Dear Senator Grassley, Senator Wyden, Representative Neal and Representative Brady:
We, the undersigned organizations, write to object to any effort to expand the current electric vehicle tax credit. While the tax credit is misguided, at least its drafters had the wisdom to ensure that it only applied to the first 200,000 electric vehicles from a given manufacturer. Senator Orin Hatch, sponsor of the original legislation in 2007, stated upon introduction:
“I want to emphasize that like the tax credits available under current law for hybrid electric vehicles, the tax incentives in the FREEDOM Act are temporary. They are needed in order to help get these products over the initial stage of production, when they are quite a bit more expensive than older technology vehicles, to the mass production stage, where economies of scale will drive costs down and the credits will no longer be necessary.”
That restraint should not be jettisoned now.
Additionally, we ask that as you consider this issue, you remain aware of the following:
Subsidies for electric vehicles are unpopular.i As shown in recent polling, 67% of voters believe they should not be forced to subsidize electric vehicle purchases. Furthermore, 72% of voters do not trust the federal government to make decisions about what types of vehicles to subsidize.
Subsidies for electric vehicles overwhelmingly benefit the rich.ii A recent study found that 79% of electric vehicle tax credits were claimed by households with an adjusted gross income of more than $100,000 a year. It makes no sense for the federal government to subsidize the purchases of wealthy individuals. Even Treasury Secretary Steve Mnuchin has made it clear that the rich don’t need and shouldn’t be able to take advantage of this tax loophole, stating, “I own a Tesla, and I didn’t need the $7,500 tax credit.”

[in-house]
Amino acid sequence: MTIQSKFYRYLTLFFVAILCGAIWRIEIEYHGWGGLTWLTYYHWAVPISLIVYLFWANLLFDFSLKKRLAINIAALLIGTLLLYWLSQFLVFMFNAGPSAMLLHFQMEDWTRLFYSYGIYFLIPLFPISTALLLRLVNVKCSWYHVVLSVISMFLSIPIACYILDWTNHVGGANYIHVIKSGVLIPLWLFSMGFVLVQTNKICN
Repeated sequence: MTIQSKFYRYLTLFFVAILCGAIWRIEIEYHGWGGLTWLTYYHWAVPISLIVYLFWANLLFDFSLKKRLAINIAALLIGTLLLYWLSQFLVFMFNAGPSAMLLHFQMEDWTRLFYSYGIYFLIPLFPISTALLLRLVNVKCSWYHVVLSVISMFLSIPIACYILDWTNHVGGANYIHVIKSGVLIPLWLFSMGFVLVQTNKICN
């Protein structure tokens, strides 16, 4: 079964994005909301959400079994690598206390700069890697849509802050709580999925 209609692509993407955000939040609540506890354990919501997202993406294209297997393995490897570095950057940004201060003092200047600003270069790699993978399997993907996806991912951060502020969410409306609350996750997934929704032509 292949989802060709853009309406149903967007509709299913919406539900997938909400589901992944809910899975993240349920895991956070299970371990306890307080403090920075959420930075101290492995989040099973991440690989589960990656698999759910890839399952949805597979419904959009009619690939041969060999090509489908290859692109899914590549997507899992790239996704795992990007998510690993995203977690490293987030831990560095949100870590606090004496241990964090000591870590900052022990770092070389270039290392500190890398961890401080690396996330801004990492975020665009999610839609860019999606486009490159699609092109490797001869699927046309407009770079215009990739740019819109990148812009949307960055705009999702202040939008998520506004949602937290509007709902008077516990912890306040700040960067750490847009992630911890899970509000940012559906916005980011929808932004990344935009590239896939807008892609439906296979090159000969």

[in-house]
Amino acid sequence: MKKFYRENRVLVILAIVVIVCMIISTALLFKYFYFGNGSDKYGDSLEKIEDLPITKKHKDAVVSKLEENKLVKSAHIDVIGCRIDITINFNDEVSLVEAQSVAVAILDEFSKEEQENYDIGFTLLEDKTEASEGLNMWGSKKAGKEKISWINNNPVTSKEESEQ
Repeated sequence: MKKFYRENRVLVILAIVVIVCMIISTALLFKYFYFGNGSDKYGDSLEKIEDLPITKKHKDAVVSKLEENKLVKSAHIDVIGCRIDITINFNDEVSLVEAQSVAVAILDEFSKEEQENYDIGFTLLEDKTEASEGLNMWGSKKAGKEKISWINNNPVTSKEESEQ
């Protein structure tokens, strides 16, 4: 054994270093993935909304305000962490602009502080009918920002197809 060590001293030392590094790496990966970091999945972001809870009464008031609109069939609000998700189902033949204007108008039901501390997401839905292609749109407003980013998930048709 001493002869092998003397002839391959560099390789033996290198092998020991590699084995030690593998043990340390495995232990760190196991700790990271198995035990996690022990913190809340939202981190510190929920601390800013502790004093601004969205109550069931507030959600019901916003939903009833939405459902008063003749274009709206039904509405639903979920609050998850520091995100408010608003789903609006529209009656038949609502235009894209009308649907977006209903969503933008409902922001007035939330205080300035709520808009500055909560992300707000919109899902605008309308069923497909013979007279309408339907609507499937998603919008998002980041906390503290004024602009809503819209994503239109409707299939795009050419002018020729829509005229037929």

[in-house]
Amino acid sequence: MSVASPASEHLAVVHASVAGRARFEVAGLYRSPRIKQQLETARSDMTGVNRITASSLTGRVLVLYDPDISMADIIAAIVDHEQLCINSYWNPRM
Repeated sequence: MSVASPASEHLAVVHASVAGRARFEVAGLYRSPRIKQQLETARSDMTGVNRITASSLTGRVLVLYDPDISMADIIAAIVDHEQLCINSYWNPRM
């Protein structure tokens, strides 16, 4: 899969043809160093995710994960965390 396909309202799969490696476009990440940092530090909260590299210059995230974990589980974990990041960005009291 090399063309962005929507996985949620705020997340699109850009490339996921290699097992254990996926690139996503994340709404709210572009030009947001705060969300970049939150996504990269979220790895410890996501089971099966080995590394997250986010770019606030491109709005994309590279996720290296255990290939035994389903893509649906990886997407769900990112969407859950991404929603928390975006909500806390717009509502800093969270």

Electric vehicle subsidies are a wealth transfer to California at the expense of all other states. In 2018, over 46% of new nationwide electric vehicles sales were in California alone. In contrast, just 2.7% of new electric vehicles were sold in Massachusetts, and only 0.3% were sold in Iowa.iii Given that California represents only about 12% of the U.S. car market, this disparity means that the other 49 states are subsidizing expensive cars for Californians.
Electric vehicles are not cleaner than modern internal combustion engines. As explained in a recent study from the Manhattan Institute, new internal combustion engines combined with low-sulfur gasoline emit barely any pollution. iv Indeed, electric vehicles, which draw power from the electric grid, likely produce more total pollution than new internal combustion engine vehicles. An even more recent study from the IFO Institute in Germany, which looked at life cycle carbon dioxide emissions of a new electric vehicle and a comparable new diesel vehicle, finds that even for just carbon dioxide emissions the electric vehicle does not outperform the diesel internal combustion engine.v
Expanding the electric vehicle tax credit will be a net harm to consumers.vi A recent study from NERA economists found that extending the tax credit reduces total personal income of all U.S. households by $7 billion in 2020 and $12 billion in 2035. Between 2020 and 2035, the net present value reduction in personal income of all U.S. households would be about $95 billion, or about $610 per household.
Removing the cap on expenditures would be fiscally reckless. Limiting the tax credit to the first 200,000 cars provides an automatic limit on spending. With no cap, the liability to taxpayers is almost unlimited. Congress should not pile billions more in costs onto taxpayers, small businesses, workers, and ultimately, on future generations.
Electric vehicles, like all other products in the marketplace, should succeed or fail on their merits. With the evidence pointing towards lack of consumer demand for electric vehicles, the companies that manufacture them are looking to Congress for even more handouts. We urge you to protect your constituents and all American families by opposing an expansion of the electric vehicle tax credit.
American Energy Alliance
Alaska Policy Forum
Americans for Limited Government
David T. Stevenson
Caesar Rodney Institute
Andrew F. Quinlan
Center for Freedom and Prosperity
Center for Individual Freedom
Center of the American Experiment
Clear Energy Alliance
Club for Growth
Committee to Unleash Prosperity
Competitive Enterprise Institute
Consumer Action for a Strong Economy
Energy 45 Fund
Freedom Foundation of Minnesota
Frontiers of Freedom
The Heartland Institute
Heritage Action for America
Amy Oliver Cooke
The John K. MacIver Institute for Public Policy
John Locke Foundation
Mackinac Center for Public Policy
Harry C. Alford
National Black Chamber of Commerce
National Tax Limitation Committee
Pacific Research Institute
Roughrider Policy Center
Taxpayers Protection Alliance
Texas Alliance of Energy Producers
Texas Public Policy Foundation